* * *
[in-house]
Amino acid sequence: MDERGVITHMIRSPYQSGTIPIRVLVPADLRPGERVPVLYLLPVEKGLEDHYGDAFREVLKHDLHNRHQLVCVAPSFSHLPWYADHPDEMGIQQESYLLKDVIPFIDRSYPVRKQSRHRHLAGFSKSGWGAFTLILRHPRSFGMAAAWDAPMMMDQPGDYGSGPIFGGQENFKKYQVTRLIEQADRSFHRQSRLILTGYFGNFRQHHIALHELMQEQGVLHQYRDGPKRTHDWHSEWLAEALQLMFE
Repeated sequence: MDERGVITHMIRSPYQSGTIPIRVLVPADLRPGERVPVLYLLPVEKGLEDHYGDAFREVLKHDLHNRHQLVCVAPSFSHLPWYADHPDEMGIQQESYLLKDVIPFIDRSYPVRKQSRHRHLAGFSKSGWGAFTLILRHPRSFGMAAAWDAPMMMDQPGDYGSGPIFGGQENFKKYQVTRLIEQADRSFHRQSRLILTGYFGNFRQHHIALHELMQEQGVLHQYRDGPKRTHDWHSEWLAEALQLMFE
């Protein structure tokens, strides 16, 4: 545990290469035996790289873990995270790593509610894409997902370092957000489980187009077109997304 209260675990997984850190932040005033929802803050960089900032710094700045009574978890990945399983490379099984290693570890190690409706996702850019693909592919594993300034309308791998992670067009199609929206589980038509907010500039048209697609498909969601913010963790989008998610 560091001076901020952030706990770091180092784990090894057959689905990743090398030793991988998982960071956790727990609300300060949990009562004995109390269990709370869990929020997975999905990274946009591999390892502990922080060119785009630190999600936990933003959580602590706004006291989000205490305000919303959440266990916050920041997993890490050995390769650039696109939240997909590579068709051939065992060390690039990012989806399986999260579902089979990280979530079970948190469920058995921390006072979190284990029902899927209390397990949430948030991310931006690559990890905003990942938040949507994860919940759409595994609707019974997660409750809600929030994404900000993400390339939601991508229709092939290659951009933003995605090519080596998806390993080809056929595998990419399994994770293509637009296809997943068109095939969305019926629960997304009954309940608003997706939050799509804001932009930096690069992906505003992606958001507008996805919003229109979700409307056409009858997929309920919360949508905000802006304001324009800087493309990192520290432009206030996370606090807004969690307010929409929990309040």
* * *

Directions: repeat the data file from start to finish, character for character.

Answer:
[in-house]
Amino acid sequence: MDERGVITHMIRSPYQSGTIPIRVLVPADLRPGERVPVLYLLPVEKGLEDHYGDAFREVLKHDLHNRHQLVCVAPSFSHLPWYADHPDEMGIQQESYLLKDVIPFIDRSYPVRKQSRHRHLAGFSKSGWGAFTLILRHPRSFGMAAAWDAPMMMDQPGDYGSGPIFGGQENFKKYQVTRLIEQADRSFHRQSRLILTGYFGNFRQHHIALHELMQEQGVLHQYRDGPKRTHDWHSEWLAEALQLMFE
Repeated sequence: MDERGVITHMIRSPYQSGTIPIRVLVPADLRPGERVPVLYLLPVEKGLEDHYGDAFREVLKHDLHNRHQLVCVAPSFSHLPWYADHPDEMGIQQESYLLKDVIPFIDRSYPVRKQSRHRHLAGFSKSGWGAFTLILRHPRSFGMAAAWDAPMMMDQPGDYGSGPIFGGQENFKKYQVTRLIEQADRSFHRQSRLILTGYFGNFRQHHIALHELMQEQGVLHQYRDGPKRTHDWHSEWLAEALQLMFE
């Protein structure tokens, strides 16, 4: 545990290469035996790289873990995270790593509610894409997902370092957000489980187009077109997304 209260675990997984850190932040005033929802803050960089900032710094700045009574978890990945399983490379099984290693570890190690409706996702850019693909592919594993300034309308791998992670067009199609929206589980038509907010500039048209697609498909969601913010963790989008998610 560091001076901020952030706990770091180092784990090894057959689905990743090398030793991988998982960071956790727990609300300060949990009562004995109390269990709370869990929020997975999905990274946009591999390892502990922080060119785009630190999600936990933003959580602590706004006291989000205490305000919303959440266990916050920041997993890490050995390769650039696109939240997909590579068709051939065992060390690039990012989806399986999260579902089979990280979530079970948190469920058995921390006072979190284990029902899927209390397990949430948030991310931006690559990890905003990942938040949507994860919940759409595994609707019974997660409750809600929030994404900000993400390339939601991508229709092939290659951009933003995605090519080596998806390993080809056929595998990419399994994770293509637009296809997943068109095939969305019926629960997304009954309940608003997706939050799509804001932009930096690069992906505003992606958001507008996805919003229109979700409307056409009858997929309920919360949508905000802006304001324009800087493309990192520290432009206030996370606090807004969690307010929409929990309040």